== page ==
The name Anaarkali in the present context has many meanings - Anaar symbolises the anarchism of the Bhils and kali which means flower bud in Hindi stands for their traditional environmentalism. Anaar in Hindi can also mean the fruit pomegranate which is said to be a panacea for many ills as in the Hindi idiom - "Ek anar sou bimar - One pomegranate for a hundred ill people"! - which describes a situation in which there is only one remedy available for giving to a hundred ill people and so the problem is who to give it to. Thus this name indicates that anarcho-environmentalism is the only cure for the many diseases of modern development! Similarly kali can also imply a budding anarcho-environmentalist movement. Finally according to a legend that is considered to be apocryphal by historians Anarkali was the lover of Prince Salim who was later to become the Mughal emperor Jehangir. Emperor Akbar did not approve of this romance of his son and ordered Anarkali to be bricked in alive into a wall in Lahore in Pakistan but she escaped. Allegorically this means that anarcho-environmentalists can succeed in bringing about the escape of humankind from the self-destructive love of modern development that it is enamoured of at the moment and they will do this by simultaneously supporting women's struggles for their rights.
Wednesday, November 24, 2010
Education for Tribals
The Khedut Mazdoor Chetna Sangath first began experimenting with alternative schooling as early as 1987 and developed texts in Bhili and Bhilali for teaching literacy and numeracy and also local geography and history. Later on it was felt that children needed more attention than was possible in a day school and so a decision was taken to start a residential school. A review of the functioning of the day schools had shown that effective teaching of adivasi children of illiterate parents required that they be drilled even after regular schooling hours. Since this was not possible with day scholars it was decided to run a residential school.One such school, Rani Kajal Jeevan Shala, has been set up in the village Kakrana on the banks of the Narmada River.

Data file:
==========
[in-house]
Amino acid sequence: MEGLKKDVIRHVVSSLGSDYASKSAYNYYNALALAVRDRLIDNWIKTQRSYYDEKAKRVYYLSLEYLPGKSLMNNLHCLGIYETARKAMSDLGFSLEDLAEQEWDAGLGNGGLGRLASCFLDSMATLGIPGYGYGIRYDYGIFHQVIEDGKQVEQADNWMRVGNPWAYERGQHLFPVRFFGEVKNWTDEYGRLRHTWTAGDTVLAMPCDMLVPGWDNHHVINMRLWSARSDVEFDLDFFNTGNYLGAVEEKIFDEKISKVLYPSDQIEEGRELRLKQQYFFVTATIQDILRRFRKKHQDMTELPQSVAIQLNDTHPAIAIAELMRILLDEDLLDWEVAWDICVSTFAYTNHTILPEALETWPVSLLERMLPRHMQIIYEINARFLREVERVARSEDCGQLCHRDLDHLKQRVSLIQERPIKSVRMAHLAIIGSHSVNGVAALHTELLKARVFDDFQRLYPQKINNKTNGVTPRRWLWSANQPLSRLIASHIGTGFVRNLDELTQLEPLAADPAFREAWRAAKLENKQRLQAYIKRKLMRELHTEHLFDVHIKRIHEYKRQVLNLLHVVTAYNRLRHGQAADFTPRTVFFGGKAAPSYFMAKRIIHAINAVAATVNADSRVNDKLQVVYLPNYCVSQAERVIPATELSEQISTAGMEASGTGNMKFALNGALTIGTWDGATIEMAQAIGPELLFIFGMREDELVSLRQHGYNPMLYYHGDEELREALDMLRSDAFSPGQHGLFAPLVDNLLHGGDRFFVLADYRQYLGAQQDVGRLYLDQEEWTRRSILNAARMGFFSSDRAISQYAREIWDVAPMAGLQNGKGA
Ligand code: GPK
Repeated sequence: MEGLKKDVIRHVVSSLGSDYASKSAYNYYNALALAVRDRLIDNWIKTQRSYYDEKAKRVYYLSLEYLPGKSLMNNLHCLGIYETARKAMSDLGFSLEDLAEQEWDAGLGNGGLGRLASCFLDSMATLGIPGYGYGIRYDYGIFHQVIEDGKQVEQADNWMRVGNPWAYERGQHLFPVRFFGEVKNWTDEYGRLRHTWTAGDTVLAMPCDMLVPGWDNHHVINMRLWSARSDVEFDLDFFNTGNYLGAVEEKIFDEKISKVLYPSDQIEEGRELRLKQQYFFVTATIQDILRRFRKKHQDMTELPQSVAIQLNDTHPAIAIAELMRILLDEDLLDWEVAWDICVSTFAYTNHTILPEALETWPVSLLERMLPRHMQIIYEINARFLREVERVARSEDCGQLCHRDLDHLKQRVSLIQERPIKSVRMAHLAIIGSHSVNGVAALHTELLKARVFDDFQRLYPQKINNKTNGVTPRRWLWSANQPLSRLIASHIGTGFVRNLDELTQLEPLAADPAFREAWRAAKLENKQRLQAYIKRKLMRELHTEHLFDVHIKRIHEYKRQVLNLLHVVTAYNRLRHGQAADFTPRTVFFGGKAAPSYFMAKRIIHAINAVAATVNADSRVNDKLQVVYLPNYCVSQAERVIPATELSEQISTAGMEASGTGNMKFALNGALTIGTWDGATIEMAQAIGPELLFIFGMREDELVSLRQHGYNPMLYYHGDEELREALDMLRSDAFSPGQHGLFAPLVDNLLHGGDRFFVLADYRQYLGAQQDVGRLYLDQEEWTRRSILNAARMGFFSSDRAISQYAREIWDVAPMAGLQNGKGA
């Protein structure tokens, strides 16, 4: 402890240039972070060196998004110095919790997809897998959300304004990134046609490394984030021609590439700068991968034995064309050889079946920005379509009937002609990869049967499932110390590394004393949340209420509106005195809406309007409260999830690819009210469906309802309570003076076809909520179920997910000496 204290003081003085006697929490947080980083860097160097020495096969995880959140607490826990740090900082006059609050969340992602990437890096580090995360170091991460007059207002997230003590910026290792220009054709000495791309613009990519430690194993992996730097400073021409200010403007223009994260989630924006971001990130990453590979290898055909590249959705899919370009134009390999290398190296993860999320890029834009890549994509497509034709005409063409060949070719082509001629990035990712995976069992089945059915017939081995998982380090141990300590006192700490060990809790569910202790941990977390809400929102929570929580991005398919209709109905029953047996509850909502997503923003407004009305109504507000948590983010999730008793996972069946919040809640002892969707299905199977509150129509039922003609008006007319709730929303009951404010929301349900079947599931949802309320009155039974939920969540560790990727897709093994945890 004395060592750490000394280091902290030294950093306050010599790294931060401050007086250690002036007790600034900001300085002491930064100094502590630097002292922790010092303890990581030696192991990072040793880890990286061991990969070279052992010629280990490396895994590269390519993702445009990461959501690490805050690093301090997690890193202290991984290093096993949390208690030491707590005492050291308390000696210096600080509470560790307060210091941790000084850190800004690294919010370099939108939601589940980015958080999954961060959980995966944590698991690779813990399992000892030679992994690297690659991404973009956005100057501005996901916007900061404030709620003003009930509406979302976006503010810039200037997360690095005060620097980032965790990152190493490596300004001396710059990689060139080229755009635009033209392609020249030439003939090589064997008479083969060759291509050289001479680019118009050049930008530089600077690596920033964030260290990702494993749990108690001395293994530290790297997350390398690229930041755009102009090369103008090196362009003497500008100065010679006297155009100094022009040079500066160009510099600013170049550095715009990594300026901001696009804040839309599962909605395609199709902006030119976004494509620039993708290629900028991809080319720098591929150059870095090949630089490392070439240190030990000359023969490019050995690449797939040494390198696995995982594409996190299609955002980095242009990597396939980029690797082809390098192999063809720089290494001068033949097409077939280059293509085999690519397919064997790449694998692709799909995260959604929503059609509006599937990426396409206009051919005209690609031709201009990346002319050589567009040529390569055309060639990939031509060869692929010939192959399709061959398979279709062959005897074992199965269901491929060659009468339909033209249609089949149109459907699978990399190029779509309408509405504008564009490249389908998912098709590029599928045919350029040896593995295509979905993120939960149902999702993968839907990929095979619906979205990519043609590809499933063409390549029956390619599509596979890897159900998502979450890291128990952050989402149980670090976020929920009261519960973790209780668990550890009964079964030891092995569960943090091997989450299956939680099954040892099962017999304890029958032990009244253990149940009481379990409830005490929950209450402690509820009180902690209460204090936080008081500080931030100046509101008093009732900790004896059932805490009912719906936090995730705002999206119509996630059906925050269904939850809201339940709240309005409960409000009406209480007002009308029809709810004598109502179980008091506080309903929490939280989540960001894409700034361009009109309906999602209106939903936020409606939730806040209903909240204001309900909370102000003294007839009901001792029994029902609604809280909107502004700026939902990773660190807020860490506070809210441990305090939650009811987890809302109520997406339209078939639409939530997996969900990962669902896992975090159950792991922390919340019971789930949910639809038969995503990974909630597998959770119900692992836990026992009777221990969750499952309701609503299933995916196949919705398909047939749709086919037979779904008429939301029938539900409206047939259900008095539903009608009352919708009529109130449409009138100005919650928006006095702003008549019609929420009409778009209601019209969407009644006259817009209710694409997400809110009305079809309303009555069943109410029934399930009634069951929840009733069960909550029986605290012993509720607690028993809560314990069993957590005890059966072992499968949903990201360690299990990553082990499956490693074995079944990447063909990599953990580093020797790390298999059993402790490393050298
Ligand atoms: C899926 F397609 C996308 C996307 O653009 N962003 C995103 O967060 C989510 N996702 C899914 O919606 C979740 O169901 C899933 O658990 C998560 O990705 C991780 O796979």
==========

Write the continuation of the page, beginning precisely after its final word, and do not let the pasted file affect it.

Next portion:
The school has been named after a Bhil Goddess Rani Kajal who in their mythology rescued them from trouble in a time of pestilence. Thus, the name symbolises the main aim of the school, which is to revive the traditional culture of the Bhils and establish a strong identity for them. Secondly it was decided, as far as possible, to make the parents pay in cash and kind for the education of their children so as to try and make the day to day running of the school financially self-sustaining. This, in turn, meant that the school would have to make the children proficient enough to perform well in the mainstream school system to accord with the expectations of the parents most of whom would naturally be paying for an education that could get their children jobs later on. Thus the syllabus and teaching would have to take care of both the needs of inculcating a critical attitude towards modern development in the children as well as providing them with the skills to make it good in the modern sector. Obviously, this is a tall order and requires a lot of hard and committed innovative work on the part of the teachers. So funds have to be collected from various external sources for the costs of curriculum development, teaching aids and part of the salaries of the teachers. The picture below shows the students of the school out on an early morning run.
The great thing is that the school has three adivasi lady teachers, pictured below who have given up the lure of the towns to come and live and teach in this remote village. One of them is physically challenged as is one of the men teachers also. Education for tribals is a mission and it is only possible for missionaries to deliver. Secular tribal missionaries in this case!